My story is an older young adult novel dealing with drugs, trauma, abuse, and underworld crime bosses. It has a little romance, a few elements of literary fiction, and drama. It’s a lot. It doesn’t fit neatly into a box (and is far more unique than most things on the shelf today IMO). I’m marketing it as an older YA contemporary suspense. But you see my point: there’s not much on the market like it today.
So how did I get a publisher?
I participated in #PitMad on Twitter last November. You create a small blurb the length of a tweet and promote it all day in order to snag the attention of literary agents. Within fifteen minutes, City Limits Publishing liked my tweet, which is a request for querying. I did not receive another like from an agent the rest of the day.
I looked up City Limits Publishing. It is a small agency that opened in 2020. They publish a wide variety of books ranging from children’s to romance to mystery. I did not recognize any authors, and the literary agents I spoke too had not known of them. Keep in mind I have been scammed before, so my suspicions were on high alert. But they did not charge for publication and the royalties were higher than the general market.
I deliberated on this group for a long time. And finally, I gave them a chance.
And now my novel is coming out on August 24th!
So, what is the biggest fear I’m facing now with my publisher? Of course, the size of the press is concerning for the following reason: most of the marketing is going to fall on the author because of the small size of the platform; they might not be able to afford top of the line editors; the cover designs might be cheap. But go to City Limits Publishing and tell me what you think about their book covers. I think they’re gorgeous!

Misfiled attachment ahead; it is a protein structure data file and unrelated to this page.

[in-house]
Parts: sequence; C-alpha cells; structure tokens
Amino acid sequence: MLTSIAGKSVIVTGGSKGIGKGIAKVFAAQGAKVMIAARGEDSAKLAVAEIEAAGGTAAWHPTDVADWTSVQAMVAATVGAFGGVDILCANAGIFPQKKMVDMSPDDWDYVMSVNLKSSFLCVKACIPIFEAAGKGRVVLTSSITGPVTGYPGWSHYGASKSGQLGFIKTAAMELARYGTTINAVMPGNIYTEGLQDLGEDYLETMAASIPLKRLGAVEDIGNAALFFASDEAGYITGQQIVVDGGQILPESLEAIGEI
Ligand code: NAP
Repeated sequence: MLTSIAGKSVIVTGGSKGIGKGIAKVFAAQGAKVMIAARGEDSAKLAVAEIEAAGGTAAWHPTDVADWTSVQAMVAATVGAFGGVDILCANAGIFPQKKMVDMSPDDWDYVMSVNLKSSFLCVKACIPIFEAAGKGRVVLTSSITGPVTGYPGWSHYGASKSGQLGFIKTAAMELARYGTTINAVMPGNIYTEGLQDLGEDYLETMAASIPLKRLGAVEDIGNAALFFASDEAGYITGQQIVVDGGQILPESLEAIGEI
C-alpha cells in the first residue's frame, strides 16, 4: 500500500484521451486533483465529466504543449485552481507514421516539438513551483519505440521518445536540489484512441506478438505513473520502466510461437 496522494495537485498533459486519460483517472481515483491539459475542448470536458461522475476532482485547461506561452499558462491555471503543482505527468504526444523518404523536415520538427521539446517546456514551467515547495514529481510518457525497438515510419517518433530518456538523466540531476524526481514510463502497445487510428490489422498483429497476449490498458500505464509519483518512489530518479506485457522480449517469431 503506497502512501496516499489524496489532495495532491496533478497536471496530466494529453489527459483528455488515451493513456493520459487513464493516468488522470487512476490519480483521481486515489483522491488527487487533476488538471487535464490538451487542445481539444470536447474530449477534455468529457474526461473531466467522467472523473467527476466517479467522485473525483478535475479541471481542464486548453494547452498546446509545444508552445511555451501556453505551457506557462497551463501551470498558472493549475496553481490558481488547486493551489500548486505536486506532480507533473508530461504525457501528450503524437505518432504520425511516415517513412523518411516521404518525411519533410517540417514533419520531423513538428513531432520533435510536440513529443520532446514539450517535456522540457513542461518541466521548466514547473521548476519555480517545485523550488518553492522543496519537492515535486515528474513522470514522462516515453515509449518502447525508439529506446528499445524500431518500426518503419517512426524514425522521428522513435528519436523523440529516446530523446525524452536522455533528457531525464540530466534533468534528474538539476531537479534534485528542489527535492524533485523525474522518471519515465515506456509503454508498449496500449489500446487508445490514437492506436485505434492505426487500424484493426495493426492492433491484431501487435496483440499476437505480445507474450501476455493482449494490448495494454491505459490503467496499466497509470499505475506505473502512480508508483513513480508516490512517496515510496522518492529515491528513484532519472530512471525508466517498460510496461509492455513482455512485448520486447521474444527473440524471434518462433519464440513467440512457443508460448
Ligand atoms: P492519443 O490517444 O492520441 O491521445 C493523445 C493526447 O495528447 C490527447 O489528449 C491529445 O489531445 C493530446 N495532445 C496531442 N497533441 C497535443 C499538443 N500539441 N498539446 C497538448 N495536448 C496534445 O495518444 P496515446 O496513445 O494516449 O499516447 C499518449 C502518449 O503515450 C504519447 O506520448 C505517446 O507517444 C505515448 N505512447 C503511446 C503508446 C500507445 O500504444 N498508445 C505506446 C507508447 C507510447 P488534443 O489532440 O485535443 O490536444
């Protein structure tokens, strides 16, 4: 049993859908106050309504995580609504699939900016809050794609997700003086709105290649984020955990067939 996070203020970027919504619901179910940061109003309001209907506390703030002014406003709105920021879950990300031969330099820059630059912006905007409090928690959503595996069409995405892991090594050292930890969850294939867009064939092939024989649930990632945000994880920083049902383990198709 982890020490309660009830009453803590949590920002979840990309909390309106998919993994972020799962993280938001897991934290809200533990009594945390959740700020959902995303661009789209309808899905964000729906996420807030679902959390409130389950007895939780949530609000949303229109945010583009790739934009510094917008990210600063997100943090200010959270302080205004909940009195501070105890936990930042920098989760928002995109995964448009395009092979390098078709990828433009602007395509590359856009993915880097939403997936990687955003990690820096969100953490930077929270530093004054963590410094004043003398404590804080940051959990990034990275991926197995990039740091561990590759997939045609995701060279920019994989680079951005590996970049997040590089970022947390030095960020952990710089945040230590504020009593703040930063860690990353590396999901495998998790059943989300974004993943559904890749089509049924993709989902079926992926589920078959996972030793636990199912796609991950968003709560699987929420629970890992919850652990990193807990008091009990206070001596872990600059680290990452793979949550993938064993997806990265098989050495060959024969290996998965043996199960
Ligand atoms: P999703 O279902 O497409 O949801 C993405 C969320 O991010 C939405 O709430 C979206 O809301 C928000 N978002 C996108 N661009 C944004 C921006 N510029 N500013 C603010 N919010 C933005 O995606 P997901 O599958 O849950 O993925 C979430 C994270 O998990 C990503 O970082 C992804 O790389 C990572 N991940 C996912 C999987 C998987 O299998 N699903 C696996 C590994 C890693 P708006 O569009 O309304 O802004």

So what about marketing and editing?
City Limits is still a small press, so I’m going to have to do most of my marketing. Thankfully, the group has sent me a guide on developing social media presence, targeting audiences, designing websites, etc. and I’m actively doing all that. As it relates to editing, I don’t really know the quality of their editors because my piece did not require much editing! I mentioned my critique partners before. Thanks to their input, I had no plot holes and my scenes were written clearly. The story structure was intact, and received quite a bit of praise from the editing department about that!
Would I recommend all authors going indie? I honestly don’t know. It depends on what you want/can do. I could not afford to self-publish, so having someone pay for the creation of my book was important. I am doing most of the marketing, but in this day and age, who’s not? My book is not being put out by one of the Big 5 presses, but my percentage of royalties earned is much higher. My book will not be on the bookshelf in most of the big box stores, but will be available online for purchase at those outlets.
There are pros and cons to every method of publishing. This is still a risk, but so is all of life. But we make the most of it no matter what!
RW Hague is a registered nurse with over eight years of experience within the medical field. Using her medical expertise, she writes stories that are gritty and compelling.